The most important criterion that guides the mishnaic science of artifacts, to which essentially almost all the rabbinic discussions in the tractate are dedicated, and on which I will focus hereafter, lies in one biblical clause that easily goes unnoticed: any ... article that is put to use. In its context in the Leviticus passage, this clause seems to offer merely an explanatory definition to the general term "article" (keli), namely: What is a keli? It is something that is put to use. The rabbis, however, interpreted this clause as restrictive: only those articles that can be put to use are susceptible to impurity. Thus, the most critical thing one ought to know about an artifact (besides the material of which it is made and its shape) is whether it is usable or not; and it is through the definition of usability that the rabbis develop a new conceptual framework and a new way of knowing that leave the biblical texts far behind.
When classifying and categorizing objects according to their usability, the rabbis exclude not only objects that are man-made but nothing conceivable can be done with them (for example, a piece of woven fabric of a size of less than three fingers on three fingers) but also artifacts that are not yet usable and objects that are no longer usable. For example, a pot that is still on the potter's wheel or a sandal whose straps are torn are both insusceptible to impurity, even though pots and sandals as such are by all means usable objects. Accordingly, in order to determine the susceptibility of different artifacts to impurity one must know exactly, first, if and how they are used; second, at which point during their manufacture they become usable; and finally, what defects terminate their usability and thereby their susceptibility to impurity. The determination of susceptibility to impurity thus requires an extremely detailed knowledge of the exact form and function of every artifact under the sun, and it is mainly this knowledge that the Mishnah attempts to construct and lay out. To illustrate briefly the form in which this excruciatingly detailed knowledge is presented, I will quote here a sample of two randomly chosen mishnaic passages. The first attempts to determine at which point various wooden artifacts can be considered usable:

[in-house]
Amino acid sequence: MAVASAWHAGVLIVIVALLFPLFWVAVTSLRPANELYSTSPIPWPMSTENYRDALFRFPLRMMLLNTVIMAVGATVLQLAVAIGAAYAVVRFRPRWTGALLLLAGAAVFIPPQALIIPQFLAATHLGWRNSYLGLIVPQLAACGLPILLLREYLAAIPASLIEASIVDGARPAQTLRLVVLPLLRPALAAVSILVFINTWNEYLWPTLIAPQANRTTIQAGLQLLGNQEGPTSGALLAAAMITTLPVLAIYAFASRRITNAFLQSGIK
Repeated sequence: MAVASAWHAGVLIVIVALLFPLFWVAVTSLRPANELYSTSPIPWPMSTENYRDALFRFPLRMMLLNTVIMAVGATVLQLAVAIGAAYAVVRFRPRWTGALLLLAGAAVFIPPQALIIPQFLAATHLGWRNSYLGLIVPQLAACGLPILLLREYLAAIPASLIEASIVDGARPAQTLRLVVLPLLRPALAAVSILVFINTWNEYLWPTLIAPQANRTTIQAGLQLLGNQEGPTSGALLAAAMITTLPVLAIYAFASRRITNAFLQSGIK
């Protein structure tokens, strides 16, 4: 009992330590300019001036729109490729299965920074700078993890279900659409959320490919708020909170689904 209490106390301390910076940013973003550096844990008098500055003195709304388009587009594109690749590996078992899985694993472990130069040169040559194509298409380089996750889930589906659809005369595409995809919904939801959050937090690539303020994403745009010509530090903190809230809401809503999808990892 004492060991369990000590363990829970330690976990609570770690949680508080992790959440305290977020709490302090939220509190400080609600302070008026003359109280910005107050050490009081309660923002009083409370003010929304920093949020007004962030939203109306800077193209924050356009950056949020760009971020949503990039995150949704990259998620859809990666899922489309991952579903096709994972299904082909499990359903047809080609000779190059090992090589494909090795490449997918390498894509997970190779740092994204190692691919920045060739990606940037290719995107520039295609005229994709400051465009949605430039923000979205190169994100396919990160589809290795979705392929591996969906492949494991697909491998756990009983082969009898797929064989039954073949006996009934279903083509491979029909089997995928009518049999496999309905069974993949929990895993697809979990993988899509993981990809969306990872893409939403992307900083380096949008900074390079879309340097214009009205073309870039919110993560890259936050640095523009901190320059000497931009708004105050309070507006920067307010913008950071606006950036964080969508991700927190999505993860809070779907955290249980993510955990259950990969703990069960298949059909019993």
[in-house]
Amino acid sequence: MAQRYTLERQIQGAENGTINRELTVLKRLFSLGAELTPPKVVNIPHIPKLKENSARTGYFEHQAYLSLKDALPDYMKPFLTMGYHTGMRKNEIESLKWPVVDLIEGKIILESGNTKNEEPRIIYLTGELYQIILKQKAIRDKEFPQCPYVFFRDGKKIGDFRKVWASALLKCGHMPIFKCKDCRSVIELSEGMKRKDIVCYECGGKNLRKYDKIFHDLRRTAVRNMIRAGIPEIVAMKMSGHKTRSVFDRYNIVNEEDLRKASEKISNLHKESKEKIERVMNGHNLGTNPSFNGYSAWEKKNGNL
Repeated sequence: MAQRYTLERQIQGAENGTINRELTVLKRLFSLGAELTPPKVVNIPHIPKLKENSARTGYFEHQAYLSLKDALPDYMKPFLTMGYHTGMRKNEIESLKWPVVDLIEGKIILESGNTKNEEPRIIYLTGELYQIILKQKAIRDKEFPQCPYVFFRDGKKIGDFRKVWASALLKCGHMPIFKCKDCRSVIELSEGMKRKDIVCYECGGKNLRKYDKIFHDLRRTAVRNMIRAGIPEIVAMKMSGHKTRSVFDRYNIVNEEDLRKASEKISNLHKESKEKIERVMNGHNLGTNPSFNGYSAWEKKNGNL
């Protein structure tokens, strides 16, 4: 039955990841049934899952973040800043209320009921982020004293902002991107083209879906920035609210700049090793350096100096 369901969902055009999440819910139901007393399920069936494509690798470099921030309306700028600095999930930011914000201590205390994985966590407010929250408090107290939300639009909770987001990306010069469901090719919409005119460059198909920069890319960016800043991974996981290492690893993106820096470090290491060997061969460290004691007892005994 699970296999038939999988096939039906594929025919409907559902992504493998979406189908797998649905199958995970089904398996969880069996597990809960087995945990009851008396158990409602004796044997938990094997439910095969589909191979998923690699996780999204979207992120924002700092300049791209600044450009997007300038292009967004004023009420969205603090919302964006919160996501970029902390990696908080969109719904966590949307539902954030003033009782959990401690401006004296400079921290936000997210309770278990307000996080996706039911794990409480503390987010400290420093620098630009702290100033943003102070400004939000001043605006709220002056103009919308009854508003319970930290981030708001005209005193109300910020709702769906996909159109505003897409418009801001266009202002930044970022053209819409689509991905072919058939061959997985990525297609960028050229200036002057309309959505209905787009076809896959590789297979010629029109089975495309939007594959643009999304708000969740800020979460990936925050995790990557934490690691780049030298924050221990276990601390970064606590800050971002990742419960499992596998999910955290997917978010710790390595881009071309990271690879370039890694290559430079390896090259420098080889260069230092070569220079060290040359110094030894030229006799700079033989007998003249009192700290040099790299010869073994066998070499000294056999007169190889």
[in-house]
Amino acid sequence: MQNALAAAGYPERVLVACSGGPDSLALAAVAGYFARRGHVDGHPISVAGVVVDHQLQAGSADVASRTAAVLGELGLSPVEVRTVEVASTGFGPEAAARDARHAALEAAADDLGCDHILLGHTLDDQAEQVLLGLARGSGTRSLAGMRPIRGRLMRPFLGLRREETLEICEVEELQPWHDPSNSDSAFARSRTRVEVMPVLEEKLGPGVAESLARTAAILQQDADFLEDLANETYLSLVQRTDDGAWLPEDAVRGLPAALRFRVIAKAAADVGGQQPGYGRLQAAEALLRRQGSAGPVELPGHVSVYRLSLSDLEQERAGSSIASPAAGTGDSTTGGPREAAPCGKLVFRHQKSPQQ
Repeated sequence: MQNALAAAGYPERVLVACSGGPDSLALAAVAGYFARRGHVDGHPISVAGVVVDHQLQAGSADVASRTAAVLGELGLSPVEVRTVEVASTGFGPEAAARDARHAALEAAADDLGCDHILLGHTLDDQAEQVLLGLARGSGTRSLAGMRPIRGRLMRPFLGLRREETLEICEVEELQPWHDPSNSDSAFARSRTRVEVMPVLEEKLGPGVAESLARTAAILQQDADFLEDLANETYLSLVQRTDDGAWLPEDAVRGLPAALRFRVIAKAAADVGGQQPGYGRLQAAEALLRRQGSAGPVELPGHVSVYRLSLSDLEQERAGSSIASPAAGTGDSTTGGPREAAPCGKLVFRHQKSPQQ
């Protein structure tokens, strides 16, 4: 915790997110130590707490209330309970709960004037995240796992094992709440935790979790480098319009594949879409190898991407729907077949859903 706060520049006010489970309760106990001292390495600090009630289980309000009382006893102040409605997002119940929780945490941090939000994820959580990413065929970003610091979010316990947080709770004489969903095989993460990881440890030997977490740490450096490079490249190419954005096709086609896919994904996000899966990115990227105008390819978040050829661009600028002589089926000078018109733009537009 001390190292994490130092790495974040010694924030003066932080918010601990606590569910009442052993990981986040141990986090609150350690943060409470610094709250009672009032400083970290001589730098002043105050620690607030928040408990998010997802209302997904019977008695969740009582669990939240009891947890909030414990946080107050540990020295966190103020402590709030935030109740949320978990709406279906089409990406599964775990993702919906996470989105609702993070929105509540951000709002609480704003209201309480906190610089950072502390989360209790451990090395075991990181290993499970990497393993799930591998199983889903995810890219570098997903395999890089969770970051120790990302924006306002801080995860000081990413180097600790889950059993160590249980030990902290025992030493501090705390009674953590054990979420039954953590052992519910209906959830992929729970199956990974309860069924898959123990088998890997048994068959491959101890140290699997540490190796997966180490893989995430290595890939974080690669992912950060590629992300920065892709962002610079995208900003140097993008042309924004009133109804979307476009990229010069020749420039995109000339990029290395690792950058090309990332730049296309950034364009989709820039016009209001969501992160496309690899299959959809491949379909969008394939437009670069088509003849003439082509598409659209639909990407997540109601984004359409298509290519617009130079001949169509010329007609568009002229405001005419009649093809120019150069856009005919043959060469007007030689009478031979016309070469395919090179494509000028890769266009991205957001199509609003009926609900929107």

Excerpted from Late Ancient Knowing by Catherine M. Chin, Moulie Vidas. Copyright © 2015 The Regents of the University of California. Excerpted by permission of UNIVERSITY OF CALIFORNIA PRESS.
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Table of Contents
Introduction (Catherine M. Chin and Moulie Vidas)PART ONE. FINDING ORDER1. Artifact (Mira Balberg)2. Animal (Beth Berkowitz)3. Language (Jeremy Schott)4. Medicine (Heidi Marx-Wolf)5. Cosmos (Catherine M. Chin)6. Angel (Ellen Muehlberger)7. God (Lewis Ayres)PART TWO. PUTTING THINGS IN ORDER8. Emperor (Matthew Canepa)9. Ordo (Michael Kulikowski)10. Christianization (Edward Watts)11. Cleric (Kristina Sessa)12. Countryside (Cam Grey)13. Demon (Dayna Kalleres)Afterword (Maud Gleason)List of Contributors